A university student from Rankin Inlet is speaking out about the lack of homeownership opportunities for young Nunavummiut.
Augatnaaq Eccles, who’s hoping to go to teacher’s college after finishing her undergraduate degree next year, vented about the territory’s housing trials and tribulations in a July 16 Facebook post.
“As a young Inuk, I was told, like many others, to go for post-secondary education so I could get a good job and one day own my own home, which I did. I went to school with the goal of coming back to work and give back to the community I love so much,” she wrote. “The issue is once we come back, there is nowhere for us to live.”
In an interview with Kivalliq News, Eccles said the issue has been weighing on her mind for some time.
“I was tired of waiting for someone else to say something, so I thought I might as well say something and get the conversation going,” she said.
In her post, she makes it clear that she’s not looking for “handouts” or the option of paying rent for public housing she will never own. Rather, she wants to be able to invest her money in a property that has value.
She said her sister, who’s currently articling for legal aid in Rankin Inlet after attaining her law degree, is currently paying $1,900 for a tiny public housing unit.
“Imagine that could go towards a mortgage instead so you reap the benefits long-term, that would be amazing,” Eccles wrote in her post. “It would be great for those who are working and have the financial means to afford a down-payment and long-term costs that come with housing.”
Eccles said the problem is that because there are so few housing options, existing units rarely go up for sale and when they do, they are sold privately rather than going on the open market. The alternative of building a home up from the ground up is equally costly, according to Eccles.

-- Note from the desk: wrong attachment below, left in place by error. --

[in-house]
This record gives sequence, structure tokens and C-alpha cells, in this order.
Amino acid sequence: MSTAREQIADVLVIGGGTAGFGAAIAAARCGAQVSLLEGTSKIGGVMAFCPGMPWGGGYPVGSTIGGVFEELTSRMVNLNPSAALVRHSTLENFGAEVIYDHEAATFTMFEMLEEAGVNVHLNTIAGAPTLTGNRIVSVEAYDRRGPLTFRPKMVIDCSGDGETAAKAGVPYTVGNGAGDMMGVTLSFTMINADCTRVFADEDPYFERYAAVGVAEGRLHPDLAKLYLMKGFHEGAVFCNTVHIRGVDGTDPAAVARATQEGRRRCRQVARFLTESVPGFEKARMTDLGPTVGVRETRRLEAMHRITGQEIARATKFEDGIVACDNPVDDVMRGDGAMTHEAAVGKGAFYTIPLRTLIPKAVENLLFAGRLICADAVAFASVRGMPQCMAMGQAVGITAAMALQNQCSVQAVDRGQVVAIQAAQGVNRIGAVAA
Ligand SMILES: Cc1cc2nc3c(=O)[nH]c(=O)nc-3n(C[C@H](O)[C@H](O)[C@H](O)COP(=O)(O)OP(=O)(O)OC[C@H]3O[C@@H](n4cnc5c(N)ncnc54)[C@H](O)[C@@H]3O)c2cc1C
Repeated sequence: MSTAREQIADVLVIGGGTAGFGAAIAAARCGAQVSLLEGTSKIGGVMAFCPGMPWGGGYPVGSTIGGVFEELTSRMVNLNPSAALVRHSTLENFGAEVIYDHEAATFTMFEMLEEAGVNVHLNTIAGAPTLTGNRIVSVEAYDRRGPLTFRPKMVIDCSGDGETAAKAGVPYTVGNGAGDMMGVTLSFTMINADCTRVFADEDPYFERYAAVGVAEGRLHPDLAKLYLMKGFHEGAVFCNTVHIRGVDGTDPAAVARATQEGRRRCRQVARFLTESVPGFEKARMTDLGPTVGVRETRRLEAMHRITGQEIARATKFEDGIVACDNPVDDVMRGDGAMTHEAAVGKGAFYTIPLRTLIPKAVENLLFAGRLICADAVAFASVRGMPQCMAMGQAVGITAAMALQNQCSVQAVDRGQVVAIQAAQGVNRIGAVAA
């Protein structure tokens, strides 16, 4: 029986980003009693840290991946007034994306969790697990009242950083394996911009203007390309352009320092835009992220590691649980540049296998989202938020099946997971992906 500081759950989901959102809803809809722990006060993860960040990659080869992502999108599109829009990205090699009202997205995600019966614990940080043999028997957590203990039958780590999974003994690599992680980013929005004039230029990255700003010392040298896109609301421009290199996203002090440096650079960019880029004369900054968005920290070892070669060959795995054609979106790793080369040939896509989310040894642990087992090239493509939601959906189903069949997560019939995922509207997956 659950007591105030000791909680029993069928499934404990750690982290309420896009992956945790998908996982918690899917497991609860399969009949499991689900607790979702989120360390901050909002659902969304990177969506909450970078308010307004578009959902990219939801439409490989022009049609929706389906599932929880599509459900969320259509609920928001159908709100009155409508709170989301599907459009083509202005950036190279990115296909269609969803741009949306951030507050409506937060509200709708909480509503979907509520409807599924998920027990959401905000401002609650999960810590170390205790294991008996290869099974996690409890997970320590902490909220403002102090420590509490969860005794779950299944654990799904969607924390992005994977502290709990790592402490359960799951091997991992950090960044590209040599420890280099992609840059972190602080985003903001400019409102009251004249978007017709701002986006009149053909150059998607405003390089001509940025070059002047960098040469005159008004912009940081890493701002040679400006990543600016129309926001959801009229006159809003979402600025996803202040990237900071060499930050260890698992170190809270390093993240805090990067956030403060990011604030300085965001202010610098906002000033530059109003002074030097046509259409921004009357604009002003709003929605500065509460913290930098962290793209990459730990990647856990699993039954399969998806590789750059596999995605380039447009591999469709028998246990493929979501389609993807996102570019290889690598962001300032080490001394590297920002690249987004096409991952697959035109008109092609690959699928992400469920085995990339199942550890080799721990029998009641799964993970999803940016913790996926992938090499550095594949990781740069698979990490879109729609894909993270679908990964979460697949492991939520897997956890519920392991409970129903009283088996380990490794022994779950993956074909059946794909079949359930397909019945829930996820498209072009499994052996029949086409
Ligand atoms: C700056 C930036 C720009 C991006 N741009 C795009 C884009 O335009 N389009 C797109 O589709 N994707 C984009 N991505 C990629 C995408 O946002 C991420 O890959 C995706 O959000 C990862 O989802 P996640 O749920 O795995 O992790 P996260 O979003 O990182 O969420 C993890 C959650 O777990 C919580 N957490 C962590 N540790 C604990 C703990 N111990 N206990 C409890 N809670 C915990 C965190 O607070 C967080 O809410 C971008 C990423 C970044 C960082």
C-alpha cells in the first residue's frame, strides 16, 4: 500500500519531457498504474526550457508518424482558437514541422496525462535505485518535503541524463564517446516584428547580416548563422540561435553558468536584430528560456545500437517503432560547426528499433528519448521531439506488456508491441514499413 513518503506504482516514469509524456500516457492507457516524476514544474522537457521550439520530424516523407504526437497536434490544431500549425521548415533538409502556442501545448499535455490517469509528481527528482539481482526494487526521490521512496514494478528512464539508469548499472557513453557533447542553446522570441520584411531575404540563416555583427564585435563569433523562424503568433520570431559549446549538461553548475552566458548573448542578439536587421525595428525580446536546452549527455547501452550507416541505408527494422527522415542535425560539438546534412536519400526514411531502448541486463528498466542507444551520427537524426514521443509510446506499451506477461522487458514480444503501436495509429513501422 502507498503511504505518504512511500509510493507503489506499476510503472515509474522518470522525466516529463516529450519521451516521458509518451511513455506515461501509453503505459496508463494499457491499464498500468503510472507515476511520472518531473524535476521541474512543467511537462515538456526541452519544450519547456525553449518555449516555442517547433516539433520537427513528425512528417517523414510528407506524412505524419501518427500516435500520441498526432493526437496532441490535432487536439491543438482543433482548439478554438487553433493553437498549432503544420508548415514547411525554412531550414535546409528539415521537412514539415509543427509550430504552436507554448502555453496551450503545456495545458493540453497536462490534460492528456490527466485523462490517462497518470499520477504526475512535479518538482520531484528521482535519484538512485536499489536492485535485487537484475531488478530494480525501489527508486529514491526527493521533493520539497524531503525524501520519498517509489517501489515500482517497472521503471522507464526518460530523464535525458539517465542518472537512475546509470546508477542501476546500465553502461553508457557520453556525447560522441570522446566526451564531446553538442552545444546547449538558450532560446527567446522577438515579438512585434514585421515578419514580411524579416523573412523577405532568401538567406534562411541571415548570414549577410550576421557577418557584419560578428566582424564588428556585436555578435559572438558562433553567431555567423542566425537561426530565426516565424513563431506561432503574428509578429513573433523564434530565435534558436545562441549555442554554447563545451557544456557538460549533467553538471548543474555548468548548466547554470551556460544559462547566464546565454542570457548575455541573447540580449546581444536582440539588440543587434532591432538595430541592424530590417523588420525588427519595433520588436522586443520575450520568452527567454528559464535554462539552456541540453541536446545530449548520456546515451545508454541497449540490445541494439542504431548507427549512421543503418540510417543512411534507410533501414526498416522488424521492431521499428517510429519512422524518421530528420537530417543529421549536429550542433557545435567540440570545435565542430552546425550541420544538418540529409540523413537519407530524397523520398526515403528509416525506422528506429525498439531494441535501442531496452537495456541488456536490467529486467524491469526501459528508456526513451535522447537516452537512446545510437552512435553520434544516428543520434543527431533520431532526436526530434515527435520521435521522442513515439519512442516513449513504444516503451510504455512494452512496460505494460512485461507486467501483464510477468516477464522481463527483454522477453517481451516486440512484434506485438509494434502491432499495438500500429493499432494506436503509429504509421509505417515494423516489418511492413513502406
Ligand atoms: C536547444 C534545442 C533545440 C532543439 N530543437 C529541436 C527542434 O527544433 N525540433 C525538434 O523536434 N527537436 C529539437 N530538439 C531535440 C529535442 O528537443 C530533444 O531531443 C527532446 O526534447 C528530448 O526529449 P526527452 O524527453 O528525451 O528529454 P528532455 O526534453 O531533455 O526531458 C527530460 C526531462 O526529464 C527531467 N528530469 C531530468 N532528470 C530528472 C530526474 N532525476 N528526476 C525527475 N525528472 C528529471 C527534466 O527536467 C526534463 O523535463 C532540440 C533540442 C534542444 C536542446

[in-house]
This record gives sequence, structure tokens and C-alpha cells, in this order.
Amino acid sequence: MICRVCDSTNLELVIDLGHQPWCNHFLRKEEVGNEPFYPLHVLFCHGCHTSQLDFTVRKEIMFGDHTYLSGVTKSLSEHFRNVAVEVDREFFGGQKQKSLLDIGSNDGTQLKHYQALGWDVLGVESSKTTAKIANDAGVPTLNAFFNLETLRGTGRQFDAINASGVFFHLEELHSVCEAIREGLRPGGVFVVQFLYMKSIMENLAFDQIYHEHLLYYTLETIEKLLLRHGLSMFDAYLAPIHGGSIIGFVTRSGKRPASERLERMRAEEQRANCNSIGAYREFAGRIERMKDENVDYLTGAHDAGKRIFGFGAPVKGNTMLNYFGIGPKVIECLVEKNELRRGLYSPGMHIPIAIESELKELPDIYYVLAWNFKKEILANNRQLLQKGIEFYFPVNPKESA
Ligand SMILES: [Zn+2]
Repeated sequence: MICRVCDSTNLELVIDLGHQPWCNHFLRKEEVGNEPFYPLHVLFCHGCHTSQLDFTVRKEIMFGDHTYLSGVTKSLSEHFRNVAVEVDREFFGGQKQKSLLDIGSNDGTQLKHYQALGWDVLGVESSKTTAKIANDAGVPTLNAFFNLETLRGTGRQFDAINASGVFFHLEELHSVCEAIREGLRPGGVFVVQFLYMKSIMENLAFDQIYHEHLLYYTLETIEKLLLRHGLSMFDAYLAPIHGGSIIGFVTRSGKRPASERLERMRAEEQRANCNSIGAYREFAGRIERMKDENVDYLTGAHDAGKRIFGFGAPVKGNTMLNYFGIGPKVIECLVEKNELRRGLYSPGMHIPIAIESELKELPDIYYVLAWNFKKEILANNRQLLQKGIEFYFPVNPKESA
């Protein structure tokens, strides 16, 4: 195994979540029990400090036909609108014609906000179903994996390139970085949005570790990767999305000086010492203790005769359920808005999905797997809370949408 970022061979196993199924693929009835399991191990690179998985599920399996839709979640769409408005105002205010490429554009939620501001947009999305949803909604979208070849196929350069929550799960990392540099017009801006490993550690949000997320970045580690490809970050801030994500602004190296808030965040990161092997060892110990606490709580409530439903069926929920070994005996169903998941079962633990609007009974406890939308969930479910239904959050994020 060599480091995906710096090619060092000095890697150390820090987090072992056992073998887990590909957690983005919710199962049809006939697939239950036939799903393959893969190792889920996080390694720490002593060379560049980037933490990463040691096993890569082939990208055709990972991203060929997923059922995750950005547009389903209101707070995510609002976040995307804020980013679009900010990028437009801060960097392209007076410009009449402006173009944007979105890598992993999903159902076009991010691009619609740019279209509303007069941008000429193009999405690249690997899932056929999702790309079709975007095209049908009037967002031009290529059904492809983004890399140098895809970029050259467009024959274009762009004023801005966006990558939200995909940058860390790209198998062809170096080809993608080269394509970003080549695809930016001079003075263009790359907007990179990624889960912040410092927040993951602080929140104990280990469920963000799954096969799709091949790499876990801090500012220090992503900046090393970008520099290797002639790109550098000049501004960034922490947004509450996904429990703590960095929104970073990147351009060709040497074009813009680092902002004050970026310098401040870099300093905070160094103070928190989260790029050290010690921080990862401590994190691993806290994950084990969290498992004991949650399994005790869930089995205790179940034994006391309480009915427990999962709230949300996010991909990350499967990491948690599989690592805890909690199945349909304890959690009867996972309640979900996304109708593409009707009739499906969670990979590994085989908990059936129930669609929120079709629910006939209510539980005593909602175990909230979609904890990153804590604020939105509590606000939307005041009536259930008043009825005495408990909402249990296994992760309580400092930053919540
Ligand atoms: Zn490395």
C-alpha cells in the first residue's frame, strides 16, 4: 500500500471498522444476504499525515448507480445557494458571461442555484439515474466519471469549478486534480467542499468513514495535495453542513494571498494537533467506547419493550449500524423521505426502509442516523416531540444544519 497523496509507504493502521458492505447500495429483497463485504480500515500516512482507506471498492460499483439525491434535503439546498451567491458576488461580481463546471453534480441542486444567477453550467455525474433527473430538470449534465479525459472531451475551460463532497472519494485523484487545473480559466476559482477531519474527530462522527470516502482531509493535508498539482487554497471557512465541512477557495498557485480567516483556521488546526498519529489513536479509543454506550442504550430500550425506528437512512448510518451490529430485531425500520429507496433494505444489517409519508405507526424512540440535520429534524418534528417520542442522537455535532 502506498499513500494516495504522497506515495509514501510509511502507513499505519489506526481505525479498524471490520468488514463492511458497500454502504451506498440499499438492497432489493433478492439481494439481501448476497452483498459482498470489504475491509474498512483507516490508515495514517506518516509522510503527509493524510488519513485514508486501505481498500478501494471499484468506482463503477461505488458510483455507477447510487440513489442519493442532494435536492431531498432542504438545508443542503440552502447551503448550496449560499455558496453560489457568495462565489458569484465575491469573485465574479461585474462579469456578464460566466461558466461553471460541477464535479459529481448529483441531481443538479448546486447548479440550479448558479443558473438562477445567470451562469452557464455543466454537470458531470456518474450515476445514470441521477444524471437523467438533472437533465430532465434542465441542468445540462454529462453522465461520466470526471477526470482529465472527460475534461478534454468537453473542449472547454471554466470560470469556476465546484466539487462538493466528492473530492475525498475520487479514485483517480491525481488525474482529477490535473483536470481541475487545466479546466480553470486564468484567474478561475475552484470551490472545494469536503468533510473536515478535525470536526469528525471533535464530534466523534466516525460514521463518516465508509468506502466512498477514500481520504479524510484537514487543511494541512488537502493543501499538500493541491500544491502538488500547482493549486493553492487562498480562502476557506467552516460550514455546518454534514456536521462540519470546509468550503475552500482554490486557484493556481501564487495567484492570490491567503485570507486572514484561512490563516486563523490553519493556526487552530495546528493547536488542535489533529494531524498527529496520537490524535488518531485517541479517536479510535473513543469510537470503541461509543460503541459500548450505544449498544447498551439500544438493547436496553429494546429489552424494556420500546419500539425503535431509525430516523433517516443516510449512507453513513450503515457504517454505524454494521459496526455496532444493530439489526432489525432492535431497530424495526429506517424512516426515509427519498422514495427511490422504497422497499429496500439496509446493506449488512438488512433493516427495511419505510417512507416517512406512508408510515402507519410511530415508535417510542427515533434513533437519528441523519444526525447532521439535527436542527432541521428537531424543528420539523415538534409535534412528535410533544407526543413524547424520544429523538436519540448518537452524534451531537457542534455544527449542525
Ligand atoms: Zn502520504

“Young people currently cannot afford $400,000 to build their own two-bedroom home, or the $75,000 just for a lot to be built, and even if you could afford $500,000 for an old two-bedroom home, there are no homes to purchase on the market,” she wrote. “If those who are in a place to afford having their own homes built could have it done for a reasonable cost, it would also free up more housing units.”
Looking to the past for solutions
Augatnaaq Eccles also sent letters to MLA John Main and Margaret Nakashuk, minister responsible for the Nunavut Housing Corporation, to express her dismay over a lack of housing.
Eccles said she reached out to them because she wants to see things change instead of just complaining. Eccles pointed to the Homeowners Assistance Program (HAP), which was an incentive by the NWT territorial government in the 1980s and ‘90s, as a potential model for encouraging new market homes to be built.
Under the program, new homeowners were physically involved in the building of their homes and they received the initial capital required to fund them.
In a July 26 letter responding to Eccles’ concerns, Nakashuk said that stricter building code regulations create “significant obstacles to the role program participants had historically played in building their future homes.”
She also wrote that Nunavummiut were no longer able to “contribute the same sweat equity” that was once required to build a home.
A 2018 review of homeownership tabled in the legislative family also noted that early programs like HAP did not undertake rigorous assessments of the potential homeowners’ financial ability to keep and maintain a home.